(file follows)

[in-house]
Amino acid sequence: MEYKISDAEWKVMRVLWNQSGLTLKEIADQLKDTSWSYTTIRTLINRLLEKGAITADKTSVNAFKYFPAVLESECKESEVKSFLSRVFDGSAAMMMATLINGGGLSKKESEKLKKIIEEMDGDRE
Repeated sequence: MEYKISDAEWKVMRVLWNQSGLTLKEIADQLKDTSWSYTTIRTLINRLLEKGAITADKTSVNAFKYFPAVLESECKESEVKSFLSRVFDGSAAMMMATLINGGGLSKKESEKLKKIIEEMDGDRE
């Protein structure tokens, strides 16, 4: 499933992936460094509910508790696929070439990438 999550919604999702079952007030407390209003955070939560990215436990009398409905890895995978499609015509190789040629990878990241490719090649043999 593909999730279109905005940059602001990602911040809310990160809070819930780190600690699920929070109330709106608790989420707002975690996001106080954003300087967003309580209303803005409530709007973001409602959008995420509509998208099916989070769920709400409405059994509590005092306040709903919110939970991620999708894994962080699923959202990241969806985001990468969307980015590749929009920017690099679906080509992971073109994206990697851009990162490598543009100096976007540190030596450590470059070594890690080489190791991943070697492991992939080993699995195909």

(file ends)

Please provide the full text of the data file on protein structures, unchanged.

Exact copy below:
[in-house]
Amino acid sequence: MEYKISDAEWKVMRVLWNQSGLTLKEIADQLKDTSWSYTTIRTLINRLLEKGAITADKTSVNAFKYFPAVLESECKESEVKSFLSRVFDGSAAMMMATLINGGGLSKKESEKLKKIIEEMDGDRE
Repeated sequence: MEYKISDAEWKVMRVLWNQSGLTLKEIADQLKDTSWSYTTIRTLINRLLEKGAITADKTSVNAFKYFPAVLESECKESEVKSFLSRVFDGSAAMMMATLINGGGLSKKESEKLKKIIEEMDGDRE
């Protein structure tokens, strides 16, 4: 499933992936460094509910508790696929070439990438 999550919604999702079952007030407390209003955070939560990215436990009398409905890895995978499609015509190789040629990878990241490719090649043999 593909999730279109905005940059602001990602911040809310990160809070819930780190600690699920929070109330709106608790989420707002975690996001106080954003300087967003309580209303803005409530709007973001409602959008995420509509998208099916989070769920709400409405059994509590005092306040709903919110939970991620999708894994962080699923959202990241969806985001990468969307980015590749929009920017690099679906080509992971073109994206990697851009990162490598543009100096976007540190030596450590470059070594890690080489190791991943070697492991992939080993699995195909």